“Over the past decade, progressive Canadian employers have been providing benefits to help parents balance their work and family responsibilities. According to Human Resources and Skills Developlment Canada, the number of employer-supported child care centres in Canada nearly doubled between 1991 and 2000. Yet the majority if employers are still reluctant to get involved with child care benefits. What can be done to improve the situation? The answer is backup child care, which offers employers the ability to effectively and affordably support working parents.”

To access this document, click here (PDF): http://www.worklifeharmony.ca/include/get.php?nodeid=35

For more information on the organization credited for producing this brief, click here: http://www.worklifeharmony.ca/

CIBC Children’s Center: Case Study (2005)

Bright Horizons Inc. (2005). CIBC Children’s Center: Case study. Bright Horizons Family Solutions. Watertown, MA: Author.

“Success in the fast-paced financial services industry depends in large part on the quality and caliber of an organization’s employees. CIBC, a financial institution headquartered in Toronto, sought to become an employer of choice in Canada’s financial services industry by creating a supportive work environment that enables its employees to successfully integrate their work and personal responsibilities. One significant issue was finding child care solutions for those days when an employee’s regular child care arrangement broke down and the employee was forced to miss work in order to care for his or her child…After assessing the needs of its 3000 Toronto-based employees, CIBC decided to build a dedicated back-up child center capable of serving 41 children infant through school-age for the exclusive use of its own employees- the first center of its kind in Canada.”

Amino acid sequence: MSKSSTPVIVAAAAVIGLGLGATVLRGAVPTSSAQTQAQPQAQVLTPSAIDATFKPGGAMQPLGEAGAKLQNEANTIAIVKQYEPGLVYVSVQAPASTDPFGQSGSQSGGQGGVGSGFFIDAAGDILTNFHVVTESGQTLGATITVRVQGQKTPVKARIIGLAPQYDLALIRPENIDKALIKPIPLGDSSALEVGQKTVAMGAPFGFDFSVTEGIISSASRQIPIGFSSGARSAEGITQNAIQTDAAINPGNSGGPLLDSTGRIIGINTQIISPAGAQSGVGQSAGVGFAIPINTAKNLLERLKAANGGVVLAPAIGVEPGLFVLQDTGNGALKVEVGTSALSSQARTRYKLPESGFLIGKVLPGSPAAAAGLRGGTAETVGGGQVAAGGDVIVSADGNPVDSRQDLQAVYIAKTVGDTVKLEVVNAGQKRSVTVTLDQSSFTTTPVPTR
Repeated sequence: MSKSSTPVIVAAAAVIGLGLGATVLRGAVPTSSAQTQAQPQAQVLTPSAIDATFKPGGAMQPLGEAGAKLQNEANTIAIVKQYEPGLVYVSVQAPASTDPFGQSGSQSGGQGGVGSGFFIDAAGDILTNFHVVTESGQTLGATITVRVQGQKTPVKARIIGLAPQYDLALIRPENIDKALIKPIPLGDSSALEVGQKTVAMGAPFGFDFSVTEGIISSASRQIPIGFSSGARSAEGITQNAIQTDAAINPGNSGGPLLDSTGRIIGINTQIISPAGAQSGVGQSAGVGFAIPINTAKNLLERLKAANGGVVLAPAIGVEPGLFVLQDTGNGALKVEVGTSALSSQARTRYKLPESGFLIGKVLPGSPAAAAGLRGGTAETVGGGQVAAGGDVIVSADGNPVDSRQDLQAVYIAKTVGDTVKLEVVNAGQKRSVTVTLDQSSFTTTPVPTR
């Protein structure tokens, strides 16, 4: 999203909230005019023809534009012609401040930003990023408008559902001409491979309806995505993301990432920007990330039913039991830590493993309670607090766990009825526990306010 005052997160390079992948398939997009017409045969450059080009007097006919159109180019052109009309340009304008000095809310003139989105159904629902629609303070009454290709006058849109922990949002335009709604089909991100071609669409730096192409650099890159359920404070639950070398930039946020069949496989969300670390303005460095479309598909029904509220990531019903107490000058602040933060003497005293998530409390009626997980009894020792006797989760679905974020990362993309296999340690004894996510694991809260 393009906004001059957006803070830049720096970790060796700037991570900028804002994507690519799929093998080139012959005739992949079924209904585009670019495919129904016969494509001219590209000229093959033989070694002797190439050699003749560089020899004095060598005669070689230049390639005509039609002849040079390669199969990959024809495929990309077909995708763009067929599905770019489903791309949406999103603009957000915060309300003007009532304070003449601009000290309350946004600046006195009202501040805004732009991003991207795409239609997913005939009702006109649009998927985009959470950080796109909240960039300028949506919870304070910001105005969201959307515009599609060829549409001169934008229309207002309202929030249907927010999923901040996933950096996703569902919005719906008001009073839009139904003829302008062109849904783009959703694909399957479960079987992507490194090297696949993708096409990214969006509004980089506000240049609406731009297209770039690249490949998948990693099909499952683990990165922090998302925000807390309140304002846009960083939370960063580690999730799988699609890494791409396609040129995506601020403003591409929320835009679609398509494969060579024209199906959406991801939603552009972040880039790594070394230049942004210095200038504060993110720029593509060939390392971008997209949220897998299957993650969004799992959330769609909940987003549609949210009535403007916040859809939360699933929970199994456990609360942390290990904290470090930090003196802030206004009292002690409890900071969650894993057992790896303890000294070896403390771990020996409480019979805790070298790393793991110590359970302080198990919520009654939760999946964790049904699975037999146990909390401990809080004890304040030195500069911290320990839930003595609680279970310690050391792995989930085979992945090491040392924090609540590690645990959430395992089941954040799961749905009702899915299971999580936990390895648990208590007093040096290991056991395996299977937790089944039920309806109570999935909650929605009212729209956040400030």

For more information on the organization credited with producing this brief, click here: http://www.brighthorizons.com/index.aspx

Executive Briefing: Workplace Childcare At-a-Glance (2000)

Source: Spinks, N. (2000). Executive briefing: Workplace childcare at-a-glance. Retrieved November 30, 2006, from the Work-Life Harmony Enterprises website at http://www.worklifeharmony.ca/articles/workplacechildcare.pdf.

“Increasingly employers are exploring ways to create supportive work environments and resilient workforce by offering opportunities for employees to effectively manage their work and personal responsibilities and commitments….The following executive briefing is a broad overview of the issues and options surrounding workplace child care in Canada.”